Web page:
This may be going out on a limb here, but I think this find could perhaps justify including relief carvings on wooden scabbards for our period.  Even if the ivory scabbard is entirely ceremonial, I know of no reason that such techniques could not be applied to functional items; generally speaking, ancient people liked their military gear to be as gaudy as they could afford.

Tuesday, December 10, 2013

Ancient leather: a retraction, and a revision

Many times on this blog I've talked about the excellence of vegetable-tanned leather for applications ranging from shoe soles and water bottles to scabbards and bowcases.

Unfortunately, my more recent investigations have led to more recent scholarship that calls into question the existence of vegetable-tanned leather during our period.  According to Carol van Driel-Murray ("Leatherwork and Skin Products"), the supposed references to "oak galls" in Mesopotamian literature probably instead refer to madder, meaning the processes described are not tanning but dyeing.  The earliest unambiguous references to vegetable-tanning are found in late Classical Greek literature, whereas "the usual method of dealing with skins in Antiquity" was fat-curing.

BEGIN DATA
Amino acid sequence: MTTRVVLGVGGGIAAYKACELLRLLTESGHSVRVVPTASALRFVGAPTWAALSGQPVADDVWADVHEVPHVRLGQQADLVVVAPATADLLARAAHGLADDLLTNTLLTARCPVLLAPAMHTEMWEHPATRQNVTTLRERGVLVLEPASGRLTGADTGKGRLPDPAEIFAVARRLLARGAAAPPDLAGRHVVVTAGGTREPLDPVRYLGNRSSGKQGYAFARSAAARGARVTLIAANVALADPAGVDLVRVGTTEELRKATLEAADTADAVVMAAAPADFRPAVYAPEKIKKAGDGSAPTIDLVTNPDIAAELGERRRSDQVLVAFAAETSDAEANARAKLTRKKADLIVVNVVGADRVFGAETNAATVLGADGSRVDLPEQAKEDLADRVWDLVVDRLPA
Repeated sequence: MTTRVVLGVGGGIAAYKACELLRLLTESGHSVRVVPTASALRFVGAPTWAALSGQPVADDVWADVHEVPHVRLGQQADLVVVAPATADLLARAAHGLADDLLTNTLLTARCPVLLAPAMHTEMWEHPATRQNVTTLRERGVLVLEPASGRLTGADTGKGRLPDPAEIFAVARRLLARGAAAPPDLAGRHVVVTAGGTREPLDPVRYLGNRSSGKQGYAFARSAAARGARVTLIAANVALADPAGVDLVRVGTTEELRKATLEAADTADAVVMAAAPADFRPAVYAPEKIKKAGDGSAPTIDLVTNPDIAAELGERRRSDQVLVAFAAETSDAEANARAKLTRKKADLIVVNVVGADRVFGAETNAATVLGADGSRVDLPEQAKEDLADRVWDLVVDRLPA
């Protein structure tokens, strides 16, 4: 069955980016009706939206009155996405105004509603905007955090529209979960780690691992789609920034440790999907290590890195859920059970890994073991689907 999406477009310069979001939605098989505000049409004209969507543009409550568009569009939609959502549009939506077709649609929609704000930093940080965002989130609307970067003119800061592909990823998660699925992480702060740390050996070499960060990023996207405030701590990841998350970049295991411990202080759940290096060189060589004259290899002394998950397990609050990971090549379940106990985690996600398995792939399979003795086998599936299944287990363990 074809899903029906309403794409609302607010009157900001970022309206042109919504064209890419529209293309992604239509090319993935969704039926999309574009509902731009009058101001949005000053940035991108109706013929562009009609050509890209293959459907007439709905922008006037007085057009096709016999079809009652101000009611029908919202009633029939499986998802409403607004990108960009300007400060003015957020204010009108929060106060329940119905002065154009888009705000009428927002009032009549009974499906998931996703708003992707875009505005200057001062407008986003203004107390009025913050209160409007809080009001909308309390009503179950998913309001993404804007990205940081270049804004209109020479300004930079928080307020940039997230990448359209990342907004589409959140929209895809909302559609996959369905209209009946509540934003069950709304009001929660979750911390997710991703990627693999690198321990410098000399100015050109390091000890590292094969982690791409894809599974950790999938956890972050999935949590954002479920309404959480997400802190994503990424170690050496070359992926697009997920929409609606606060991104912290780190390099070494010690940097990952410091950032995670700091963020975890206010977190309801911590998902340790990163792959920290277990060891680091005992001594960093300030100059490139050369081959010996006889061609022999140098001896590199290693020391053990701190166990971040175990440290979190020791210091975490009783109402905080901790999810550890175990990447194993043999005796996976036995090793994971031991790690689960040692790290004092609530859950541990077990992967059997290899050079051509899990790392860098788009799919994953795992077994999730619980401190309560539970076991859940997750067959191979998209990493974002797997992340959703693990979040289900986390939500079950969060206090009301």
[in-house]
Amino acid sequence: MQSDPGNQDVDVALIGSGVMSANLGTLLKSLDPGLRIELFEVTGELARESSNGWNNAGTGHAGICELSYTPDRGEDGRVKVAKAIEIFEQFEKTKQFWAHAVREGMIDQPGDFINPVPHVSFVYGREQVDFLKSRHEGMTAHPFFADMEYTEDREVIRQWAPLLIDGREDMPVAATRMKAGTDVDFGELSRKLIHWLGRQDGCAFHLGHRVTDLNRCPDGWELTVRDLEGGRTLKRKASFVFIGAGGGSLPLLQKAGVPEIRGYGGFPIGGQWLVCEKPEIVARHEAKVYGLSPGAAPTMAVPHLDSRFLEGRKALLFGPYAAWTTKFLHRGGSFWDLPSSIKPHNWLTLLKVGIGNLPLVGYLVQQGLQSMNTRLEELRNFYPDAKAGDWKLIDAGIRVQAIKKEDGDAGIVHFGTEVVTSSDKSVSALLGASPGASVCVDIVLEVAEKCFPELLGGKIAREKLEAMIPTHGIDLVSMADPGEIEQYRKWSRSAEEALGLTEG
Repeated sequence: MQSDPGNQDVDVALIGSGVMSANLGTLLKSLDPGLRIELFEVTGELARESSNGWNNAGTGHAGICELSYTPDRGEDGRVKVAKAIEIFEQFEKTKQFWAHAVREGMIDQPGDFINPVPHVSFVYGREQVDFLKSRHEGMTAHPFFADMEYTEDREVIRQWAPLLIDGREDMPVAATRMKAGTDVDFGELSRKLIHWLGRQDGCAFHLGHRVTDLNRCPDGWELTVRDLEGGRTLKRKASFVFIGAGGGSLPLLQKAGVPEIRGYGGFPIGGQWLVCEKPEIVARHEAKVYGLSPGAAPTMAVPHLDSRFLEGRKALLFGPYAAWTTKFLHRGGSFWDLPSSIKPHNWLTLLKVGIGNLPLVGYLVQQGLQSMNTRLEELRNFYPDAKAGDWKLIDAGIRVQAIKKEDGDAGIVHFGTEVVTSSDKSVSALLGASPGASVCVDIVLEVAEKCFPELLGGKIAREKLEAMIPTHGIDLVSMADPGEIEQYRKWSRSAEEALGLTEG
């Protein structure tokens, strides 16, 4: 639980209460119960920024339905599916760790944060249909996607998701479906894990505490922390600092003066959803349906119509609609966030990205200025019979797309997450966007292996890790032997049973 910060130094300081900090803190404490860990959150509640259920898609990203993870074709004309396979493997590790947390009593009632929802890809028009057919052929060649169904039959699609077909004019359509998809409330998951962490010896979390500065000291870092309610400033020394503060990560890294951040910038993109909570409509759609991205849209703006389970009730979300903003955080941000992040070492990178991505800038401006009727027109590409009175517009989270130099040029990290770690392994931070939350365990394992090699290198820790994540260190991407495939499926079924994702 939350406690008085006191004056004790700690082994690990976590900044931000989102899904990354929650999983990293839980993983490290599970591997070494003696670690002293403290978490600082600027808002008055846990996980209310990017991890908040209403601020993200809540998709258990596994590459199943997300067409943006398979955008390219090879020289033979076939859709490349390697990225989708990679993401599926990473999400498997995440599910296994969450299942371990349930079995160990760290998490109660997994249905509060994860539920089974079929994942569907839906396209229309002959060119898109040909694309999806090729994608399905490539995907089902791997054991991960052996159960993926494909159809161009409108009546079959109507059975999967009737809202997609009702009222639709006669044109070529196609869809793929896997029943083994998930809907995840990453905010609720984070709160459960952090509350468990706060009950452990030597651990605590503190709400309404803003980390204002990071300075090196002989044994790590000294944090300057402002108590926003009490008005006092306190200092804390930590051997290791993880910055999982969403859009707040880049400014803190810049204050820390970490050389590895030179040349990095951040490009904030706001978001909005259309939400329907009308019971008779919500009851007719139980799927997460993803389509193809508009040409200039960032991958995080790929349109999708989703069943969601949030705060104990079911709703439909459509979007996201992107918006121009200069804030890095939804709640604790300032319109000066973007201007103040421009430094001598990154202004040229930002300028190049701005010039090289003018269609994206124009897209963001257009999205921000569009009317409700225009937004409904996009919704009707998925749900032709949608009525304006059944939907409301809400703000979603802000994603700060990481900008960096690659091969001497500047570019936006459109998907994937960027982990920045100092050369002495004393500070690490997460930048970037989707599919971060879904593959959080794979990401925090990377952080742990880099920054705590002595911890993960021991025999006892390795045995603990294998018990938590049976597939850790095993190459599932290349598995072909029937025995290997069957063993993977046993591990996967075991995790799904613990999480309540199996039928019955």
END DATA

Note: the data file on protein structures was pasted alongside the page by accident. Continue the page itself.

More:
Fat-curing is a process whereby emulsified fats are added to a wet hide, which is then kneaded until dry.  Sound familiar?    Brain-tanning is a subtype, and although Classical fat-curing more often used oil or lard, the result was apparently similar; Todd Feinman has described it to me as "very soft like Chamois leather."  The process is attested in sources from Pharaonic Egyptian art to the Iliad.

Where does this leave us?  Well, without clear evidence of vegetable-tanning in the Achaemenid empire, the hide products available to us are very soft fat-cured, brain-tanned or imitation buckskin leathers, or rawhide.  Obviously this will require a revision of how we go about making a lot of kit.  In the next few weeks I'll go over some specific items and how they should probably be made.